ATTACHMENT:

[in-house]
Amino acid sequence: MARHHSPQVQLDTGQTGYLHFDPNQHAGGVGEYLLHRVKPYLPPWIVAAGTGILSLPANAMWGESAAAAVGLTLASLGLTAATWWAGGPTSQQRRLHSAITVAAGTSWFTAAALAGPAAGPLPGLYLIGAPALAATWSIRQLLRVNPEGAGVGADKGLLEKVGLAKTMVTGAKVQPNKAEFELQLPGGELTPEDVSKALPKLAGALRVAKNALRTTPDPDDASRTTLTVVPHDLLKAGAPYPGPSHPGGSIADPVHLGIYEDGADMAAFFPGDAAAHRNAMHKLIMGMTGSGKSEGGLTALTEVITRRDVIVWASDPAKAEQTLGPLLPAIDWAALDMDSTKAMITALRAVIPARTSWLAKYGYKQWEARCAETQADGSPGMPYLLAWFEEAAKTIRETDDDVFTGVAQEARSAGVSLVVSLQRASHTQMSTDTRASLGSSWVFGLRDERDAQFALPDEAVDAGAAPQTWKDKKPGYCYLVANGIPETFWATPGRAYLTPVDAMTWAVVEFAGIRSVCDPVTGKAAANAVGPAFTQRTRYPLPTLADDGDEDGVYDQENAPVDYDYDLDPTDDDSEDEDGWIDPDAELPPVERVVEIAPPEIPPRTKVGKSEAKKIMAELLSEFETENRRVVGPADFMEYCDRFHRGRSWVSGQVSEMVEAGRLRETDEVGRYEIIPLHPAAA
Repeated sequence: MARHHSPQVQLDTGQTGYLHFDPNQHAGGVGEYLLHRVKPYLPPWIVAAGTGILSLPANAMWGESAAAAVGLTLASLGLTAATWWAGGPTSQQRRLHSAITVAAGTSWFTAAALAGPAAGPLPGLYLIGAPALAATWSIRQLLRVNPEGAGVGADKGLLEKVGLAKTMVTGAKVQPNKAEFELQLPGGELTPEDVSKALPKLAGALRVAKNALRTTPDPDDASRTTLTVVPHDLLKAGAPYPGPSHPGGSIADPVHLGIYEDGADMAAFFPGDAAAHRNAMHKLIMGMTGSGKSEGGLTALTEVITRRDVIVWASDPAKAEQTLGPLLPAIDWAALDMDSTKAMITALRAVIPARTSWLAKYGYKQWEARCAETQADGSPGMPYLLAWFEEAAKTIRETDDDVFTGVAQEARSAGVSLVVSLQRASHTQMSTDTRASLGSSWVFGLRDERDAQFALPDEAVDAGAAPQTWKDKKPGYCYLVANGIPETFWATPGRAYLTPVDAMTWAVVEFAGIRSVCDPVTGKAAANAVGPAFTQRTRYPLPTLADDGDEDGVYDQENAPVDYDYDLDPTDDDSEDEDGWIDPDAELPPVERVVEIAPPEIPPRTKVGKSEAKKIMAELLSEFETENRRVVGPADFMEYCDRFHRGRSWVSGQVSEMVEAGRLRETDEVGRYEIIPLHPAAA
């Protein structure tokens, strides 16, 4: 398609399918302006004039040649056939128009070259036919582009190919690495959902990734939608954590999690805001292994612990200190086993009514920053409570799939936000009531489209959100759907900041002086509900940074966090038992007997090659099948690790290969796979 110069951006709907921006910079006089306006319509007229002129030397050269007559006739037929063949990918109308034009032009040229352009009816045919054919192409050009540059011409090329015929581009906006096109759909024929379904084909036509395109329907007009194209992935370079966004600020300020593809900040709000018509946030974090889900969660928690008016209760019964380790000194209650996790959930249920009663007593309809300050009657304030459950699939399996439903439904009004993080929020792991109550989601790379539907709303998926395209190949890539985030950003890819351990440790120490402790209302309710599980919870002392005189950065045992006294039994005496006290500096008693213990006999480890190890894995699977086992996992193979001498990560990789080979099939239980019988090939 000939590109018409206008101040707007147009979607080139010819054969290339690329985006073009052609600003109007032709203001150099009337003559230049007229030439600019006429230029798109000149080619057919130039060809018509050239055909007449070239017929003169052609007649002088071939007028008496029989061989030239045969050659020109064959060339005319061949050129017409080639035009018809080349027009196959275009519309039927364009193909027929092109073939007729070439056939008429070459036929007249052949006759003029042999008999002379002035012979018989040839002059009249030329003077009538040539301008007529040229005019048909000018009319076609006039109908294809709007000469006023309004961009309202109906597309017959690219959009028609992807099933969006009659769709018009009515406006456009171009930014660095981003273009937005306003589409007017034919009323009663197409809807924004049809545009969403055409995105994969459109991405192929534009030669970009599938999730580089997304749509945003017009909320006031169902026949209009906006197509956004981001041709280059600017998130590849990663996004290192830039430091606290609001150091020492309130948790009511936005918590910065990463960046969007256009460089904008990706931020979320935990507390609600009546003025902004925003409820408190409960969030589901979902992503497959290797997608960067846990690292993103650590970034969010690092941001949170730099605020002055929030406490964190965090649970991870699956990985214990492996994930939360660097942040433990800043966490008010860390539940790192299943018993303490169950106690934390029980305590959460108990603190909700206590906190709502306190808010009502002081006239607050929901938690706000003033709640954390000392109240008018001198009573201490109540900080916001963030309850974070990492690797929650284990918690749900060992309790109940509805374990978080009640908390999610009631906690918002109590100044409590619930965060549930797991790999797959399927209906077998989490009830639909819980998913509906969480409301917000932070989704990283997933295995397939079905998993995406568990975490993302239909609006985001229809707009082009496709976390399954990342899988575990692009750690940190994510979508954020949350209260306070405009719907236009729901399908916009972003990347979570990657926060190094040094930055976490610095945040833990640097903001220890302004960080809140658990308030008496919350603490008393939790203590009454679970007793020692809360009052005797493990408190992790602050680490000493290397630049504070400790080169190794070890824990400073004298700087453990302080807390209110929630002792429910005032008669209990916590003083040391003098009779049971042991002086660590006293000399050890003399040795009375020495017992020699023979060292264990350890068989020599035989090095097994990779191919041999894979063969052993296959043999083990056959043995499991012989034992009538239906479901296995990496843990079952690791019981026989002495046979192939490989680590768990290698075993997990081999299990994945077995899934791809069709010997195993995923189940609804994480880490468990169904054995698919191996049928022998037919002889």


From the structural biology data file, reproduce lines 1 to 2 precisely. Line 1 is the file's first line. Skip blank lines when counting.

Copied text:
[in-house]
Amino acid sequence: MARHHSPQVQLDTGQTGYLHFDPNQHAGGVGEYLLHRVKPYLPPWIVAAGTGILSLPANAMWGESAAAAVGLTLASLGLTAATWWAGGPTSQQRRLHSAITVAAGTSWFTAAALAGPAAGPLPGLYLIGAPALAATWSIRQLLRVNPEGAGVGADKGLLEKVGLAKTMVTGAKVQPNKAEFELQLPGGELTPEDVSKALPKLAGALRVAKNALRTTPDPDDASRTTLTVVPHDLLKAGAPYPGPSHPGGSIADPVHLGIYEDGADMAAFFPGDAAAHRNAMHKLIMGMTGSGKSEGGLTALTEVITRRDVIVWASDPAKAEQTLGPLLPAIDWAALDMDSTKAMITALRAVIPARTSWLAKYGYKQWEARCAETQADGSPGMPYLLAWFEEAAKTIRETDDDVFTGVAQEARSAGVSLVVSLQRASHTQMSTDTRASLGSSWVFGLRDERDAQFALPDEAVDAGAAPQTWKDKKPGYCYLVANGIPETFWATPGRAYLTPVDAMTWAVVEFAGIRSVCDPVTGKAAANAVGPAFTQRTRYPLPTLADDGDEDGVYDQENAPVDYDYDLDPTDDDSEDEDGWIDPDAELPPVERVVEIAPPEIPPRTKVGKSEAKKIMAELLSEFETENRRVVGPADFMEYCDRFHRGRSWVSGQVSEMVEAGRLRETDEVGRYEIIPLHPAAA